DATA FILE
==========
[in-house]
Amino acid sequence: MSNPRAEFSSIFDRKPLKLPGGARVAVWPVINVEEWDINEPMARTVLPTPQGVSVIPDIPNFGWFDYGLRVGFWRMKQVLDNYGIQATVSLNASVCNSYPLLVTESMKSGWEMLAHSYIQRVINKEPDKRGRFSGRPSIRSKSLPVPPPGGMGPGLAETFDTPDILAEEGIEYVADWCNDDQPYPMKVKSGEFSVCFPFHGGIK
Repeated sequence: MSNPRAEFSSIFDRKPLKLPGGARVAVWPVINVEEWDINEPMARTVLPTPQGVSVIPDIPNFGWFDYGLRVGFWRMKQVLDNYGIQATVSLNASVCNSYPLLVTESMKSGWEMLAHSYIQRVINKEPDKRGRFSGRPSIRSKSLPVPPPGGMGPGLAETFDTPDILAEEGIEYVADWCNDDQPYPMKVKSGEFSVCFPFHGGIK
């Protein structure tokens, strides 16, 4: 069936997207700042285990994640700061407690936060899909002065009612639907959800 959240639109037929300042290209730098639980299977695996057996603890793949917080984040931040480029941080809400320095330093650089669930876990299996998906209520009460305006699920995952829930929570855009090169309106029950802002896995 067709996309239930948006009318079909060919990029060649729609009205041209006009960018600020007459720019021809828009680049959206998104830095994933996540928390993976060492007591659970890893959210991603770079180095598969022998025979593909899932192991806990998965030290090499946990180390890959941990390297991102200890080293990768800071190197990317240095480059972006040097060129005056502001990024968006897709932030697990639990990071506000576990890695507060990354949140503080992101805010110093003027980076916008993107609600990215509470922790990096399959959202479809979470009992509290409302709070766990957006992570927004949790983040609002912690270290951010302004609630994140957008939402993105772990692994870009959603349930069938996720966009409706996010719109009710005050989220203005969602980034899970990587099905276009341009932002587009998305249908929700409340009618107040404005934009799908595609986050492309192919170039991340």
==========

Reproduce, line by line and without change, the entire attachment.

[in-house]
Amino acid sequence: MSNPRAEFSSIFDRKPLKLPGGARVAVWPVINVEEWDINEPMARTVLPTPQGVSVIPDIPNFGWFDYGLRVGFWRMKQVLDNYGIQATVSLNASVCNSYPLLVTESMKSGWEMLAHSYIQRVINKEPDKRGRFSGRPSIRSKSLPVPPPGGMGPGLAETFDTPDILAEEGIEYVADWCNDDQPYPMKVKSGEFSVCFPFHGGIK
Repeated sequence: MSNPRAEFSSIFDRKPLKLPGGARVAVWPVINVEEWDINEPMARTVLPTPQGVSVIPDIPNFGWFDYGLRVGFWRMKQVLDNYGIQATVSLNASVCNSYPLLVTESMKSGWEMLAHSYIQRVINKEPDKRGRFSGRPSIRSKSLPVPPPGGMGPGLAETFDTPDILAEEGIEYVADWCNDDQPYPMKVKSGEFSVCFPFHGGIK
């Protein structure tokens, strides 16, 4: 069936997207700042285990994640700061407690936060899909002065009612639907959800 959240639109037929300042290209730098639980299977695996057996603890793949917080984040931040480029941080809400320095330093650089669930876990299996998906209520009460305006699920995952829930929570855009090169309106029950802002896995 067709996309239930948006009318079909060919990029060649729609009205041209006009960018600020007459720019021809828009680049959206998104830095994933996540928390993976060492007591659970890893959210991603770079180095598969022998025979593909899932192991806990998965030290090499946990180390890959941990390297991102200890080293990768800071190197990317240095480059972006040097060129005056502001990024968006897709932030697990639990990071506000576990890695507060990354949140503080992101805010110093003027980076916008993107609600990215509470922790990096399959959202479809979470009992509290409302709070766990957006992570927004949790983040609002912690270290951010302004609630994140957008939402993105772990692994870009959603349930069938996720966009409706996010719109009710005050989220203005969602980034899970990587099905276009341009932002587009998305249908929700409340009618107040404005934009799908595609986050492309192919170039991340």